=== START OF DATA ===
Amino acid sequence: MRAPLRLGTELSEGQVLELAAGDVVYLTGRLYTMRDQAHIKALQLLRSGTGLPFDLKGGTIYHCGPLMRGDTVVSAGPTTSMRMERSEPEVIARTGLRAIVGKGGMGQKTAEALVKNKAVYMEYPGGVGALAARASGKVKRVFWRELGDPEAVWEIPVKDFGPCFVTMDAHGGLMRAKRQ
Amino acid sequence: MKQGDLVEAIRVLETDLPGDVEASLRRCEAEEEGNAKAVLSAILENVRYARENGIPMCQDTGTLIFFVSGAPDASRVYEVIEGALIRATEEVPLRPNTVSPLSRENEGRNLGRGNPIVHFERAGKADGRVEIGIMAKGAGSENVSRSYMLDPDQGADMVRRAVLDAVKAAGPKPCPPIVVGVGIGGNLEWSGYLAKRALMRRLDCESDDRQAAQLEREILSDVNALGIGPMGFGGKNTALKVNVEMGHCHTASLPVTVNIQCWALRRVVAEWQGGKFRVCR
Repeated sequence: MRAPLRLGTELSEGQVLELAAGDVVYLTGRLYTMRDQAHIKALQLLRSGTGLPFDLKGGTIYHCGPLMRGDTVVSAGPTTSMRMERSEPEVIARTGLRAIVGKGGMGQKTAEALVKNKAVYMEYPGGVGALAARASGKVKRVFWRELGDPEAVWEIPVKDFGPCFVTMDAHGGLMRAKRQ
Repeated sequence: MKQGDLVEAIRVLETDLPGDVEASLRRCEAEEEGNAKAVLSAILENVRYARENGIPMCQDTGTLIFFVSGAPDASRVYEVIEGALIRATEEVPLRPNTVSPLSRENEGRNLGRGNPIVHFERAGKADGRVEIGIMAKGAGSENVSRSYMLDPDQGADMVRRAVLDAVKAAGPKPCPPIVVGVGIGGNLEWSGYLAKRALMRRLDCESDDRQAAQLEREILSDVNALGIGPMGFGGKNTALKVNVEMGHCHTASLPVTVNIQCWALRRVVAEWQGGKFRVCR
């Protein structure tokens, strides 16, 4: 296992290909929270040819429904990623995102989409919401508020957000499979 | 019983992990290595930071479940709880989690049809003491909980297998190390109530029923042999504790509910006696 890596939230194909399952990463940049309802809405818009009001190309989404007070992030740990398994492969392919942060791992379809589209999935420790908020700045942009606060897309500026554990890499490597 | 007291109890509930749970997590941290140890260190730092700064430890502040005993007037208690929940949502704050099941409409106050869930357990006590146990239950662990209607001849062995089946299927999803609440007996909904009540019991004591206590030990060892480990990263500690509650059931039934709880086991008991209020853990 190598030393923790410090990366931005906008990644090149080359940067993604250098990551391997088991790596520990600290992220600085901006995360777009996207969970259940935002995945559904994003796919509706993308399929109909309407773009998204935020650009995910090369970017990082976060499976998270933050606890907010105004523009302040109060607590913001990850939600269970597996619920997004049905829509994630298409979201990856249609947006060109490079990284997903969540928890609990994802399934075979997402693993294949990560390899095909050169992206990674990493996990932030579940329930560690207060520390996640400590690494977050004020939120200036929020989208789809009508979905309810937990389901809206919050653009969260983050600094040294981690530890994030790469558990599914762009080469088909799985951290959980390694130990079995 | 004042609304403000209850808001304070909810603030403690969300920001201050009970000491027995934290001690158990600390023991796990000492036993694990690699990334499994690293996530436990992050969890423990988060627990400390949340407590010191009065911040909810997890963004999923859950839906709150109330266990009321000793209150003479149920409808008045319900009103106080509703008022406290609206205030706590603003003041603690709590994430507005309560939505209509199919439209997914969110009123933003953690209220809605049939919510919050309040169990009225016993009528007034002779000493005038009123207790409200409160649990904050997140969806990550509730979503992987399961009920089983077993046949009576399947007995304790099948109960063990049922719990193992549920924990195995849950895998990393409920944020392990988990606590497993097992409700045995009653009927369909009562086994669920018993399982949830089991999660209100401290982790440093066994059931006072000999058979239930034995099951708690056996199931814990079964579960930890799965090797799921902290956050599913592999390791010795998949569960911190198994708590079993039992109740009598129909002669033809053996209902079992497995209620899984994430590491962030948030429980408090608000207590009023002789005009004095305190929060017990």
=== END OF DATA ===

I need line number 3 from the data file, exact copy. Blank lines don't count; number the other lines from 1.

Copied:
Repeated sequence: MRAPLRLGTELSEGQVLELAAGDVVYLTGRLYTMRDQAHIKALQLLRSGTGLPFDLKGGTIYHCGPLMRGDTVVSAGPTTSMRMERSEPEVIARTGLRAIVGKGGMGQKTAEALVKNKAVYMEYPGGVGALAARASGKVKRVFWRELGDPEAVWEIPVKDFGPCFVTMDAHGGLMRAKRQ